Stephen Heppell wrote recently that schools of the future must be “places in which difficult, exciting, challenging, engaging, complex learning happens, rather than being where uniform education is delivered.”
In Tokyo, there is a kindergarten that has been designed as a place for exciting, difficult and engaging play (learning). Its circular design literally places students at the centre.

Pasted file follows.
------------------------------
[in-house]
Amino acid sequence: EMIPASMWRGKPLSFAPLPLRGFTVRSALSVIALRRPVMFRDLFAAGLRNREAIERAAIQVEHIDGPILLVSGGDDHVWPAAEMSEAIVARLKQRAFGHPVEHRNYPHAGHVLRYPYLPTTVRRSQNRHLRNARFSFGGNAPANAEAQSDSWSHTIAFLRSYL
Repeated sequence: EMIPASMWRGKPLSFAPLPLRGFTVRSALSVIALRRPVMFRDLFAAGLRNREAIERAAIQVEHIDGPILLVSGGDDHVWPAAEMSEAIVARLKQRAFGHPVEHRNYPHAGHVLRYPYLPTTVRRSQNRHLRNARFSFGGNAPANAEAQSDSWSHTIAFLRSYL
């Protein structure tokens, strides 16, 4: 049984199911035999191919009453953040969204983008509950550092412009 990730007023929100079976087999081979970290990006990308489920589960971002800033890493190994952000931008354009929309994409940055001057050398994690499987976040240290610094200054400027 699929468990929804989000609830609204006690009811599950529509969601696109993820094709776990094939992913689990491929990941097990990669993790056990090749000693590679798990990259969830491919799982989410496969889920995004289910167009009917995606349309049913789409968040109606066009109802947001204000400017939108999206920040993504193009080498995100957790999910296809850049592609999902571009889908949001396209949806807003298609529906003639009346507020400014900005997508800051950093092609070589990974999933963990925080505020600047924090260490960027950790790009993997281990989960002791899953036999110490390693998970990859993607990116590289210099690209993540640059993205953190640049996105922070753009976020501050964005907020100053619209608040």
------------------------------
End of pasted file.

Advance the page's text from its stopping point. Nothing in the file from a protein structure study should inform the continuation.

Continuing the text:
In Asian cultures, the circle is a powerful symbol. It represents unity and perfection. In contrast, the square/rectangle has sharp corners representing laws and regulations. Is this the reason why we still build schools as rectangles seeing them as places of regulations and uniform learning instead of seeing perfection in complexity, chaos and creativity?
The kindergarten is one of the best I have seen because the principal and architect dared to think outside the square. I wonder what our schools symbolise? Are they spaces for passivity or play; spaces for listening or living?